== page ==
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Police remind people of the rules of public space protection orders

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Police remind people of the rules of public space protection orders

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Police have warned people about the locations and rules around Public Space Protection Orders (PSPO) that exist in all of the main towns in the South Hams. 

PSPOs are one of a number of powers introduced by the Anti-social Behaviour, Crime and Policing Act 2014. There is one in Ivybridge, Kingsbridge, Dartmouth, Totnes and Salcombe. 

They are "designed to deal with a particular nuisance or problem in an area which is having a detrimental effect on the quality of life" of those in the community.

A spokesperson for Kingsbridge Police said: "A polite reminder that in a number of areas across the South Hams, Public Space Protection Orders (PSPO) are in place.

"In short, the PSPO allows officers to disrupt groups or individuals who are causing a nuisance and includes powers to seize alcohol or instruct those drinking to stop. The powers are not designed to ban drinking altogether, as long as it is peaceful and not disruptive to others.  

"Bottom line is - if you are drinking in a PSPO area and causing, or likely to cause a nuisance to others, your behaviour will be addressed with fines or convictions a possibility. Let's ensure we all enjoy these areas this summer by acting responsibly and respectfully of others."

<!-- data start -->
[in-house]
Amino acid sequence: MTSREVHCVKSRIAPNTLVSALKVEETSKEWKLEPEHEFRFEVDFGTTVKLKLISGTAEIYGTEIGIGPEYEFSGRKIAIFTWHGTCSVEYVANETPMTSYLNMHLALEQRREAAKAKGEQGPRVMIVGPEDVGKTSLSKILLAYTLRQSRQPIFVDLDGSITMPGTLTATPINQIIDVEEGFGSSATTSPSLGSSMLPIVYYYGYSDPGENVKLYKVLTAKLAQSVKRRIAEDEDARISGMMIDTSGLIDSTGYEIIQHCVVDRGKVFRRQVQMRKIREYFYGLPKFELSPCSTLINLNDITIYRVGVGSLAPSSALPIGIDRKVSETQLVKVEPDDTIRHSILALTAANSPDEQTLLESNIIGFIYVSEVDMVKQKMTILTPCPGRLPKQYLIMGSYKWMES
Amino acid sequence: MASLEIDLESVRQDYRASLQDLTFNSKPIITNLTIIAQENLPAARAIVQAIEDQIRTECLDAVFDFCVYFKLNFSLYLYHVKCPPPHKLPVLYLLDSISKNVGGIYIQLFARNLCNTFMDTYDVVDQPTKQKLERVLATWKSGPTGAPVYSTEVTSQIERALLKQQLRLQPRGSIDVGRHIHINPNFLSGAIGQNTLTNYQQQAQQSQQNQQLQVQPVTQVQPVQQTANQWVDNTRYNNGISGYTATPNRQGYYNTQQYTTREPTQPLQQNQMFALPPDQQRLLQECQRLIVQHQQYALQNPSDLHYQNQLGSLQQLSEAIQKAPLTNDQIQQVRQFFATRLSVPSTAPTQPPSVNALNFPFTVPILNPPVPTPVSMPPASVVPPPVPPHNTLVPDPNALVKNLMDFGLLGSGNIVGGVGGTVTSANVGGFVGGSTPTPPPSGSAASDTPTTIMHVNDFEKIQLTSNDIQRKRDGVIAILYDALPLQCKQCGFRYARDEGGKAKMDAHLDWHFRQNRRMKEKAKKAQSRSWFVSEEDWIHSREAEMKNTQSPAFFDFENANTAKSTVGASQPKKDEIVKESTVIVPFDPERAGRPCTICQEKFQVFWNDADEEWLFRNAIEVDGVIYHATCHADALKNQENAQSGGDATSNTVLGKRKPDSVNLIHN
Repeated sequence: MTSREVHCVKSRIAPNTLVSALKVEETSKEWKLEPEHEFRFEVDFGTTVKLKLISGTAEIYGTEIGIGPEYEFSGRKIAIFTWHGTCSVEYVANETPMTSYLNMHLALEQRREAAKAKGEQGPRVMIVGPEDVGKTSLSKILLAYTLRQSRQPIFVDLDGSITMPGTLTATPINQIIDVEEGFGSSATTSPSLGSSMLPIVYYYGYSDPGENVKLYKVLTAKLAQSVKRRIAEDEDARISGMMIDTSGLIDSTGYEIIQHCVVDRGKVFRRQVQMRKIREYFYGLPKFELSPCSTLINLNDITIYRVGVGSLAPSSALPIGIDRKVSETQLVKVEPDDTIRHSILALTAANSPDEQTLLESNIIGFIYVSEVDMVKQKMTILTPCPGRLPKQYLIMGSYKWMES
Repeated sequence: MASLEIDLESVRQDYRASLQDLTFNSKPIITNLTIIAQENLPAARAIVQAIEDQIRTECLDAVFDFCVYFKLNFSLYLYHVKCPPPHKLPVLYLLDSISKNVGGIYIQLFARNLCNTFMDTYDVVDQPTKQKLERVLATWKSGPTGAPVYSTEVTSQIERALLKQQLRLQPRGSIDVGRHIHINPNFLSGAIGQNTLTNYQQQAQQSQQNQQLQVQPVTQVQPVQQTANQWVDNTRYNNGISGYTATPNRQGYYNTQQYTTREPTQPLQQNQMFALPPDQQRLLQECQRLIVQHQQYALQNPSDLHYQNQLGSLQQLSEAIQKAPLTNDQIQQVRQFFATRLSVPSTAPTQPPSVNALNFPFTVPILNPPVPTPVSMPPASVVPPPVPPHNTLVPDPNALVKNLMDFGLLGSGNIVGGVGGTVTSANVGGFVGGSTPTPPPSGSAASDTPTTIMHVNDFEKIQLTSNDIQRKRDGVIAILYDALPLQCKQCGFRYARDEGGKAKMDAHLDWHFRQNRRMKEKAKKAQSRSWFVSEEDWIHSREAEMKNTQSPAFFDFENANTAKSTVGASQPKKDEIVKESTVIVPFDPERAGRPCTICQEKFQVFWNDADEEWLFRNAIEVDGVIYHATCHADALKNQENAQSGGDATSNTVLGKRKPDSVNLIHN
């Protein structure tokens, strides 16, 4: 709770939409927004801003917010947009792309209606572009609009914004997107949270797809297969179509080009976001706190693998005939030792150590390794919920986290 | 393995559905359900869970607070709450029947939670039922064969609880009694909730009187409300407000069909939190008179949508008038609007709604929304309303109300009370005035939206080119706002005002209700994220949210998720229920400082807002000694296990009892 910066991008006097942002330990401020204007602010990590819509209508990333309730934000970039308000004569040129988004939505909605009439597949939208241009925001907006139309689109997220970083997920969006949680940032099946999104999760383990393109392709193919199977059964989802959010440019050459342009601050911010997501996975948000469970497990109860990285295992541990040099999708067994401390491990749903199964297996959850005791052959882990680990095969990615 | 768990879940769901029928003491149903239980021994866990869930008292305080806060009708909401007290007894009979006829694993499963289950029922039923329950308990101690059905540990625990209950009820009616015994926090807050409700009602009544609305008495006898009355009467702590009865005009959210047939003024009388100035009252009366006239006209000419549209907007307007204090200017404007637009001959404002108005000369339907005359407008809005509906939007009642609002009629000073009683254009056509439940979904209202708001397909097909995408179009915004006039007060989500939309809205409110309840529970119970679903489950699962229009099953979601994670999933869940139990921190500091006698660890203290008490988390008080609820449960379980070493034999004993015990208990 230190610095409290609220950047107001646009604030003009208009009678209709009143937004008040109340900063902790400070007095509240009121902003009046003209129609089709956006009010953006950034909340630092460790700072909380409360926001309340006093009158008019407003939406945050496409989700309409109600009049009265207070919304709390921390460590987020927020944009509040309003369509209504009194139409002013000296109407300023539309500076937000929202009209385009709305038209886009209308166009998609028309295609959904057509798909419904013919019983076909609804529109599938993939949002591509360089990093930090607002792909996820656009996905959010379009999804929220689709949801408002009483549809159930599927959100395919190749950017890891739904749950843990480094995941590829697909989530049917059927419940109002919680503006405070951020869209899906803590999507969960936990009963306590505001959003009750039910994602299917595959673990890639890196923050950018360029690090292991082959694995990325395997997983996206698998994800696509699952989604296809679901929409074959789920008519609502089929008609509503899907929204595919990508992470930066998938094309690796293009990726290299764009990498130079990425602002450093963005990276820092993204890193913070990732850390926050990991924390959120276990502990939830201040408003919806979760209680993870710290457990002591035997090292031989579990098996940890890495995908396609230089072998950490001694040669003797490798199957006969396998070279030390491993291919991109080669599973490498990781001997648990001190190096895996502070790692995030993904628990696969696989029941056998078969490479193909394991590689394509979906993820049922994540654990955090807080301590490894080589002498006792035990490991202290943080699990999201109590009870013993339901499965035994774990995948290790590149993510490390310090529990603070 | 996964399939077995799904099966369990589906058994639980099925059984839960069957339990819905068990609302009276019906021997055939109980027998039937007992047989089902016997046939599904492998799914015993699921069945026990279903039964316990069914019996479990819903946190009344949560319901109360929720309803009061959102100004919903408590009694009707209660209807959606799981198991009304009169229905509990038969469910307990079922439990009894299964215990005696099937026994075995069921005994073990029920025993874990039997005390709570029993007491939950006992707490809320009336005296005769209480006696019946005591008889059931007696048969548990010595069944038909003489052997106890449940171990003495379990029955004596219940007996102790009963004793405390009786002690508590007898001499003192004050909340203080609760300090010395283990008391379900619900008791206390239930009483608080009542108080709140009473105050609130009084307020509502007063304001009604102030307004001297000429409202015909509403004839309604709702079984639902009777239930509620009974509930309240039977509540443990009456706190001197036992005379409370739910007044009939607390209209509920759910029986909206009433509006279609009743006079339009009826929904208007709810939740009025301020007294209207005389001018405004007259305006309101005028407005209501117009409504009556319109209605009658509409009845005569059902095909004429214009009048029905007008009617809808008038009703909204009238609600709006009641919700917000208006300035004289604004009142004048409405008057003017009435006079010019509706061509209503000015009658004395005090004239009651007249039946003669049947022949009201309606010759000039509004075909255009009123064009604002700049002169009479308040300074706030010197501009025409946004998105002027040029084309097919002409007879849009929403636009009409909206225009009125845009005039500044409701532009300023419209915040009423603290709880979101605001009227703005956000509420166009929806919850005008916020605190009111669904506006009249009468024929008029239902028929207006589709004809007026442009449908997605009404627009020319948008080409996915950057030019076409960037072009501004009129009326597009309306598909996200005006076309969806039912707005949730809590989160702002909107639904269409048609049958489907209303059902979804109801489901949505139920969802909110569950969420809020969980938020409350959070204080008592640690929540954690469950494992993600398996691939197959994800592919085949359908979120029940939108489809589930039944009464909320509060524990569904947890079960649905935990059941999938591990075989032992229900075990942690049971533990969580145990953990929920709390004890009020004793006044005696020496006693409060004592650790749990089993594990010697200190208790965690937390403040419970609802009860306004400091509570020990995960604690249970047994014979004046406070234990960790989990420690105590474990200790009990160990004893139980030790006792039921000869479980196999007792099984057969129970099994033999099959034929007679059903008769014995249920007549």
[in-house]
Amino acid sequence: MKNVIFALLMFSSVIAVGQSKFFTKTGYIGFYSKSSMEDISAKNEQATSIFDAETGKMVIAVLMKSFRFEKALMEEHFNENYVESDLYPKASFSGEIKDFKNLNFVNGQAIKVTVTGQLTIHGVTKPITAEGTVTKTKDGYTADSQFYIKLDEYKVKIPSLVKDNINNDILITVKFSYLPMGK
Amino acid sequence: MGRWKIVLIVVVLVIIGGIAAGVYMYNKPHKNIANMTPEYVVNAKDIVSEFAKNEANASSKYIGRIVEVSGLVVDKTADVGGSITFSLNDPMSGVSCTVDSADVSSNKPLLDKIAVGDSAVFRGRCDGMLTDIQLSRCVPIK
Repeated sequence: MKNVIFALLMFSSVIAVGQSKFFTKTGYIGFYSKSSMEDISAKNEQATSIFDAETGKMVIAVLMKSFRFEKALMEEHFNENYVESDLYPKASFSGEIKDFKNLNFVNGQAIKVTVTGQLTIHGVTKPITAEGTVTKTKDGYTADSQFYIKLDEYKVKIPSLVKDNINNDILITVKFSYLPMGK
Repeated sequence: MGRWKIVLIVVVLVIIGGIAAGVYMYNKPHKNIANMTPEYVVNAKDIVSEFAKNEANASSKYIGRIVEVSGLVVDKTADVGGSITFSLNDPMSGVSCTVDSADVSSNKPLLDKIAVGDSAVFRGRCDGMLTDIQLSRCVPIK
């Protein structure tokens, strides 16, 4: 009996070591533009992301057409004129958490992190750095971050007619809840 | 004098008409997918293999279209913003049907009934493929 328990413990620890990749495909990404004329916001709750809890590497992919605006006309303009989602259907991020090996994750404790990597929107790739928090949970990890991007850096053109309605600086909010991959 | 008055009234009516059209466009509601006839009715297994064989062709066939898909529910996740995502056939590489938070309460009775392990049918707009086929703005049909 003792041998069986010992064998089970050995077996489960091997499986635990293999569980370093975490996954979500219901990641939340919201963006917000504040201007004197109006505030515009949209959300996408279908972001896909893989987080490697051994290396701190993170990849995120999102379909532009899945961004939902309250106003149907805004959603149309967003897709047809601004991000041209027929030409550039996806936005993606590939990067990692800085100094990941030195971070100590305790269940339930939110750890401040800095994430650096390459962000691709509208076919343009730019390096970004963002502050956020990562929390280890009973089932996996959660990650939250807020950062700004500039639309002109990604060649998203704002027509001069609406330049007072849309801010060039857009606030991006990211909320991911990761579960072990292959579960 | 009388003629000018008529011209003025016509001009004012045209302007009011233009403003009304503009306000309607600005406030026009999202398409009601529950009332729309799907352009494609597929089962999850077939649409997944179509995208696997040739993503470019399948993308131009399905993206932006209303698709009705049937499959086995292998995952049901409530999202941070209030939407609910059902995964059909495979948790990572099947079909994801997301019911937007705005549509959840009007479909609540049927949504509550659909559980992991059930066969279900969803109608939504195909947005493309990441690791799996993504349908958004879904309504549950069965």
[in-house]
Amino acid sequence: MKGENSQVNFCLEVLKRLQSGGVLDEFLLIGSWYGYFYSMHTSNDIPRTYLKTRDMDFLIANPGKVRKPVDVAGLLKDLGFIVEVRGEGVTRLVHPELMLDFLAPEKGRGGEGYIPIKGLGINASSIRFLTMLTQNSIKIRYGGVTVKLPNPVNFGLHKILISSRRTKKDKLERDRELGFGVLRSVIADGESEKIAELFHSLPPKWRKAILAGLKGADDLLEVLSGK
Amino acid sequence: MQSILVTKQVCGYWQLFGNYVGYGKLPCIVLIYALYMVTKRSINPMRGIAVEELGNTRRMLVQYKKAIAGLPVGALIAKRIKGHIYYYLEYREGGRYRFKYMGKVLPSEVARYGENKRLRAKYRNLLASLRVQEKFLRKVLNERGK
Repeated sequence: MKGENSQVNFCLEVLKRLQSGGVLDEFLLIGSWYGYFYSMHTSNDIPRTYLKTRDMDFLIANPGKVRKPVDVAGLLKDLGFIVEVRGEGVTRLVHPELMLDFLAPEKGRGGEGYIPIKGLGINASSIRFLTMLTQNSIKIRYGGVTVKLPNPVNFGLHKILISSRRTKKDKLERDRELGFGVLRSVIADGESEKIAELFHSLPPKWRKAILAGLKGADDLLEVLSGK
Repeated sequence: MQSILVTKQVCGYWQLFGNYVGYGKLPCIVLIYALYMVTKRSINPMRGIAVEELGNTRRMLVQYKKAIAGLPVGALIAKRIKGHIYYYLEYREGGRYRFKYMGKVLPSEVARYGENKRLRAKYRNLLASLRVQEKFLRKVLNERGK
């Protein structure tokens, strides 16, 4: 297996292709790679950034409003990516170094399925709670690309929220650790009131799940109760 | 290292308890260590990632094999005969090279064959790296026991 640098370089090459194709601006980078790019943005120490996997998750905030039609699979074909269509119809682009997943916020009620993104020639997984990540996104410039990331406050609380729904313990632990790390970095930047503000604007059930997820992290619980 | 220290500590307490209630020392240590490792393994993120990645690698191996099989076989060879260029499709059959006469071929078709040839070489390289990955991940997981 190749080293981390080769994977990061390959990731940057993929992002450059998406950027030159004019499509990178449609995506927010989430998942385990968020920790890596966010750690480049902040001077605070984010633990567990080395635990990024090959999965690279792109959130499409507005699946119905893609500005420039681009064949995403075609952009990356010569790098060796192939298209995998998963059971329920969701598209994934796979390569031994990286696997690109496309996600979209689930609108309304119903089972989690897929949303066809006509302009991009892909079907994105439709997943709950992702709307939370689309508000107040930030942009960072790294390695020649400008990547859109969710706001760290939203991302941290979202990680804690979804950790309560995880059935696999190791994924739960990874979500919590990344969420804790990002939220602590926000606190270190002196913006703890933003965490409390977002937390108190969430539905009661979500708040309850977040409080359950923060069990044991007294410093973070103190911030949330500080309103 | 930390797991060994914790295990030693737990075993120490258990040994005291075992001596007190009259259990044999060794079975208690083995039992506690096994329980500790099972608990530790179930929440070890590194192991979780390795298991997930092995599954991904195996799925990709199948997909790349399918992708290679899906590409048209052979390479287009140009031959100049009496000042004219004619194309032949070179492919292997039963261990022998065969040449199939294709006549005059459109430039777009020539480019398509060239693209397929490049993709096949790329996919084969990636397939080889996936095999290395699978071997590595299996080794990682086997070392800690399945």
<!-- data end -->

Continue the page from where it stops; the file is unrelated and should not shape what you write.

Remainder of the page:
[See images at the bottom for areas of PSPO in the South Hams]

Why impose restrictions?

A PSPO is designed to stop individuals or groups committing anti-social behaviour in a public space which is having or is likely to have a detrimental effect on the quality of life of those in the area.

The behaviour must be persistent or continuing nature and must be unreasonable.

A PSPO is not a ban on drinking alcohol and the powers do not intend to disrupt peaceful activities for example, families having a picnic in a park with a glass of wine. However, it is an offence to fail to comply with a request to cease drinking or surrender alcohol in a designated area.

What happens if I breach the order?

A person found to be in breach of the order will be liable to pay a Fixed Penalty Notice (FPN) of £100 or to a maximum penalty of £500 on summary conviction.

The order came into force on 18 October 2021. It will be reviewed in three years time, 2024.







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